Jon Kennedy
Jon Kennedy

Jon Kennedy's 'Postcards from
the Nanty Glo in My Mind'

Actually, it's the Left that's promoting
an establishment of religion

There's been no end to the essays and columns accusing the Christian right of trying to impose their religion on America. As a bonafide member of that much-maligned minority, I hereby confirm and affirm that I have never seen or heard anything by any responsible Christian suggesting that we want to impose anything on anyone. We do exercise our right as citizens to advocate the kinds of laws we think are in the national and local interest (such as laws against drug traffic, pornography dissemination, child abuse including aborting them, etc.). I'd say it's even our responsibility, whether on the right, the left, or the muddled middle, to do that at all times in all jurisdictions we find ourselves citizens of. Anything less would be unAmerican, poor citizenship and stewardship, earning us an F in civics, as they called it in the day, and citizenship as they call it in some schools now.

I'm sure many leftists think the Christian minority want to impose Christianity on the nation and all its citizens, despite the fact that the foundational sources of Christianity (the Bible and the church) teach that such a program is itself unChristian. One becomes a Christian, and continues to practice that religion, by personal persuasion (and that of the Holy Spirit) alone, and never by coercion or manipulation. There are manipulative Christians, no doubt, just as there are simpletons in any cross-section of people, but responsible, educated, voting Christians know better than to think their religion can be forced on others or that it would ever make sense to try doing so.

But on the other hand, I found proof last week that some in the Left are not only trying to force us all to believe their way (by ensuring, for example, that their universal "public" and mostly compulsory schools teach in only one way and from only one world view), but even are trying to establish a religion here, in direct opposition to the First Amendment, which guarantees that America will have no established religion. My proof came in a column by a conservative Jewish writer, Don Feder, criticising a liberal Jewish national figure, Abe Foxman of the Anti-Defamation League, in Human Events. Wrote Feder:

a conservative Jewish activist told me recently of the ADL's National Director and principal spokesman, "Abe Foxman has a problem with Christianity"—unfortunate in...a country that's over 80% Christian. Foxman's latest foray in political correctness was an attack on Rev. Jerry Falwell when the latter included an "I Vote Christian" sticker in a fundraising mailing. Falwell's sticker is "directly at odds with the American ideal, and should be rejected," Foxman lectured. "Understanding the danger of combining religion and politics, our founding fathers wisely created a political system based on individual merit and religious inclusiveness."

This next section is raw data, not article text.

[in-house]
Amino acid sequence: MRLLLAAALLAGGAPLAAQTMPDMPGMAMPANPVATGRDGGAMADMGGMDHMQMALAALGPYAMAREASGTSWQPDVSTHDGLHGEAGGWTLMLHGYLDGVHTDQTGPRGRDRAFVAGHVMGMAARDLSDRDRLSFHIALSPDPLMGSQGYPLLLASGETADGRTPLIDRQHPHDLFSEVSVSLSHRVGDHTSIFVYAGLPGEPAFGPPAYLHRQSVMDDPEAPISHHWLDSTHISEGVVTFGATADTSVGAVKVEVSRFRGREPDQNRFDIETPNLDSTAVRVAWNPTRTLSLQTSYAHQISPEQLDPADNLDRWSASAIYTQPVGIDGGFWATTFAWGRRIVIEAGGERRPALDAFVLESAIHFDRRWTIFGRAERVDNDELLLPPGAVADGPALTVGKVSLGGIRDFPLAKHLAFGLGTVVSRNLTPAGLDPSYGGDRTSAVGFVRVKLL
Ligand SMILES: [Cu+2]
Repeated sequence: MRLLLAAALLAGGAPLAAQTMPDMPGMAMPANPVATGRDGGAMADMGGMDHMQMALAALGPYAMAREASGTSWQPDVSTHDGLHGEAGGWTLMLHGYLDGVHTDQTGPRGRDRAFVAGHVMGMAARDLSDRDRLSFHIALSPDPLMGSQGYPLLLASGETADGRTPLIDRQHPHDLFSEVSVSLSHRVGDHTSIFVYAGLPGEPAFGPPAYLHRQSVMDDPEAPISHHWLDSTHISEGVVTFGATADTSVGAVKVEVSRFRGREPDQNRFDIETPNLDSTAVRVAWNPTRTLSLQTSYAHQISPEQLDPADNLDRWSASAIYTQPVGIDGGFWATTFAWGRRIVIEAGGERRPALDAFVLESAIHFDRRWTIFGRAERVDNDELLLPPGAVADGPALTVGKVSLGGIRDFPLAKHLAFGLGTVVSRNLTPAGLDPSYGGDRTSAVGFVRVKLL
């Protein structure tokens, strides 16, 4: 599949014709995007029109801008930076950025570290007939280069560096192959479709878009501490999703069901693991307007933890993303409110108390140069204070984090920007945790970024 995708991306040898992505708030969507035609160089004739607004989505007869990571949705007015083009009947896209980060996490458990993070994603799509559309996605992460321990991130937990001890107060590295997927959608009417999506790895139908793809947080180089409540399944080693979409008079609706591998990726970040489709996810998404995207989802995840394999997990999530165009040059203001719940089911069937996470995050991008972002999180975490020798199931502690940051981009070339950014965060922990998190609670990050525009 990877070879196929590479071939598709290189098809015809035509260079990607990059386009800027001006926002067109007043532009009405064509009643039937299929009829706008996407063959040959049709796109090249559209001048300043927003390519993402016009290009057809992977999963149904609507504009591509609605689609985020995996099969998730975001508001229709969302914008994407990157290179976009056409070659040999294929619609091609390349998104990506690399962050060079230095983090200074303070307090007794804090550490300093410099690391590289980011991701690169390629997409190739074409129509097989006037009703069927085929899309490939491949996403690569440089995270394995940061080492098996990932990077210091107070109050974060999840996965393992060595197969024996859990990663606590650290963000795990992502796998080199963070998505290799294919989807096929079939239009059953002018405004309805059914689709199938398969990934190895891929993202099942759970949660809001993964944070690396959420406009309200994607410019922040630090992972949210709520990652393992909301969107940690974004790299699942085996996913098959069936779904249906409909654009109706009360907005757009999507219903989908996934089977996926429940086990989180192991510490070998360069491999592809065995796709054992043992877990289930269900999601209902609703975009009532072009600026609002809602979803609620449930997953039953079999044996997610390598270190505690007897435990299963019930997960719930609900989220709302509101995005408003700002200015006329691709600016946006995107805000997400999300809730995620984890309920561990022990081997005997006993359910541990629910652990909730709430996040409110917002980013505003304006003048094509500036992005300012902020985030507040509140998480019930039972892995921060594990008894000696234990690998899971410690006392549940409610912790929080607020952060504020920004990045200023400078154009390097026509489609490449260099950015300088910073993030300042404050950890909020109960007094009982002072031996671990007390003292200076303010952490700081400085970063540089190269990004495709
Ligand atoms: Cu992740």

Which got me to thinking....

If we are a pluralistic nation, as I advocate and the left pretends to support, there is no such thing as "the" American ideal. Every American has his or her own ideal or ideals (religion, politics, ideas), and no one—not even the Anti-Defamation League—can force his "ideal" on anyone else. That's the principle that the First Amendment was written to guarantee for as long as this republic stands.

Foxman's one "American ideal," if ever allowed to prevail in the form that he believes in it, would constitute an establishment of religion, and that's what the left, not the conservative right, is advocating. That religion, of course, is humanist secularism, the same one that failed in Hitler's Reich, Stalin's gulags, and Napoleon's empire.

The joy and genius of our Judeo-Christian pluralism (simple application of the Golden Rule) is that we can make a nation out of that pluralism, as we've been doing for over two centuries, if we act in good will and good nature and are willing, not to compromise principle, but to co-operate on shared aspirations and values. Not that we share all, but we share enough (such as, "life is better than murder," "family is better than children reared by Fagins") to create effective coalitions and continue making human progress.

—Webmaster Jon Kennedy


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Century-old Vintondale school photos
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Today's chuckle

A consultant is someone who takes a subject you understand and makes it sound confusing.

—Sent by Trudy Myers

Thought for today

Reserve your right to think, for even to think wrongly is better than not to think at all.

Ypatia (350-370? – 415 AD)

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